Seminar: Oil’s Destructive Peace: A history of symbolic violence and anomie in Gamba, Gabon

Oil represents quick, easy, and substantial cash flows.  It is almost always centrally managed from above, and often easily disrupted from below. From popularized theories of the resource curse to “rentierism,” analysts have brandished these instances to paint damning forecasts of state corruption, environmental devastation, displacement, and corporal violence. But what we rarely acknowledge is that oil is also de-historicizing.  Other, equally impactful narratives are overshadowed by the dominant discourse of oil as cause and effect, e.g. the existence of overtly peaceful extractive zones and the supposed banality of everyday experience in these localities. These are often overlooked not only because of attention-grabbing media images of gas flaring, bunkering, or profligate ruling families, but also because it is assumed that—absent oil’s visibly negative effects—oil can only be a boon to local and national economies. Unfortunately, such oversimplification and either/or fallacies have helped obscure other forms of violence and anomie which often arise when heavy industry transforms once-agrarian dynamics. This seminar tells a story of social and political ruptures in Gamba, Gabon, the enclaved site of Shell-Gabon’s onshore terminal since the 1960s, which itself receives crude from one of the largest oilfields on the continent, Rabi-Kounga.  It is also the story of a community located in one of the continent’s most unknown, yet intransigent, “rentier states.”  But it is above all a history of people, the interactions between them, and the consequences of ill-adaptation to changing cosmologies, changing societies, and changing currencies of power. By stitching together onsite interviews and archival data, this seminar relates an oil-bearing community which is both overtly peaceful and connotatively violent.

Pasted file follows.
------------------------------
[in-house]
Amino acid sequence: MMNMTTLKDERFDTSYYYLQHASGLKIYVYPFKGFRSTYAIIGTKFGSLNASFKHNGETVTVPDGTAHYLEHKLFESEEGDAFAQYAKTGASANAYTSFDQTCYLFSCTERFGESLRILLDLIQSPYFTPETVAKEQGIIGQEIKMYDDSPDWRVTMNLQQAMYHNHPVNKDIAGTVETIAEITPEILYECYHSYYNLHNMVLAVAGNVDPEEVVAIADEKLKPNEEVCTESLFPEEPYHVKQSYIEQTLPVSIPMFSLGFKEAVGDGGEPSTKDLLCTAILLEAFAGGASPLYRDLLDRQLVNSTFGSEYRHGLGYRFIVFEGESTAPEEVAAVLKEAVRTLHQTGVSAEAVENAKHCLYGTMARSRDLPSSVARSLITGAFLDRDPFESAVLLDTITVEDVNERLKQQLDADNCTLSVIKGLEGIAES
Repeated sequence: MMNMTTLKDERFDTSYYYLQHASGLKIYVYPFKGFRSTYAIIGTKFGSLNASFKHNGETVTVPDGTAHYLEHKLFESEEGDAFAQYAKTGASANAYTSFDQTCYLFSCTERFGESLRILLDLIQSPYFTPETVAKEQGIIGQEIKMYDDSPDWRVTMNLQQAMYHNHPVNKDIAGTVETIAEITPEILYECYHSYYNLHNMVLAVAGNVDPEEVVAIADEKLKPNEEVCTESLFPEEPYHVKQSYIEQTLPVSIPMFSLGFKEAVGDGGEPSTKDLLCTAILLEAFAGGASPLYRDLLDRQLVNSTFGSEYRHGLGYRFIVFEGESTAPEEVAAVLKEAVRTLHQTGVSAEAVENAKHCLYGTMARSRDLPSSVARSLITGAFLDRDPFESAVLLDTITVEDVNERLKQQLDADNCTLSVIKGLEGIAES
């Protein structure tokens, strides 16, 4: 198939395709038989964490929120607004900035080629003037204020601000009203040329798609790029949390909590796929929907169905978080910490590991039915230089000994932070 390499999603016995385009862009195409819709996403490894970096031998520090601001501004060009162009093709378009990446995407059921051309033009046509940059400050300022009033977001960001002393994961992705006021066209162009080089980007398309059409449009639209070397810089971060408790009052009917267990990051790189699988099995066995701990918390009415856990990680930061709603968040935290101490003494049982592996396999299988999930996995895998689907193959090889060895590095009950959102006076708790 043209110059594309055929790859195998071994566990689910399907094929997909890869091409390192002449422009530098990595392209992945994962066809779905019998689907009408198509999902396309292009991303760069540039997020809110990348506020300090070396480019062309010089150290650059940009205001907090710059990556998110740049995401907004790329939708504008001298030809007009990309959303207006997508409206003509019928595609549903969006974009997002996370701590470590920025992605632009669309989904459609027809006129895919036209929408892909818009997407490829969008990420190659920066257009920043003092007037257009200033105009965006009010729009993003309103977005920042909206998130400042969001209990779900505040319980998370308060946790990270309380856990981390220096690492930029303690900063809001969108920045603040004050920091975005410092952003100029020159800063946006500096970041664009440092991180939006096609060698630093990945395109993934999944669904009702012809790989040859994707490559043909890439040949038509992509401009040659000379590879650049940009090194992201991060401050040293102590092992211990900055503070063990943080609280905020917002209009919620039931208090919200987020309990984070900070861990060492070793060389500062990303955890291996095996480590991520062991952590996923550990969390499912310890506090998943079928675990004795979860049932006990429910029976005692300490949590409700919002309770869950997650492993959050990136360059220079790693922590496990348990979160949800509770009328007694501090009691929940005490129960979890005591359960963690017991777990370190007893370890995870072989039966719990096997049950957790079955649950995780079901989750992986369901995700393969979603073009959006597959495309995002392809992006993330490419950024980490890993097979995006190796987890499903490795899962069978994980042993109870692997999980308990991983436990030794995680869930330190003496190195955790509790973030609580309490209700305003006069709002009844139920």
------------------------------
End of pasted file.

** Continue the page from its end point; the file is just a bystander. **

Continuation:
Joseph Mangarella is a PhD candidate working on oil-bearing communities in Gabon and Ghana, where he uses ethnography to compare the relative impact of local governance on long-term social and political anomie. His research interests include resource extraction and governance in equatorial Africa, and he is currently co-organizing a workshop entitled “The Long-Term: Tracing Legacies of Violence in francophone Equatorial Africa”, to take place in Libreville in November 2018. Joseph is also a regular contributor to the Africa Yearbook (Brill), in which he authors the volume’s chapter on Equatorial Guinea.

Currently, Joseph Mangarella is a LeidenASA visiting PhD candidate.

Date, time and location

29 October 2018
Pieter de la Courtgebouw / Faculty of Social Sciences, Wassenaarseweg 52, 2333 AK Leiden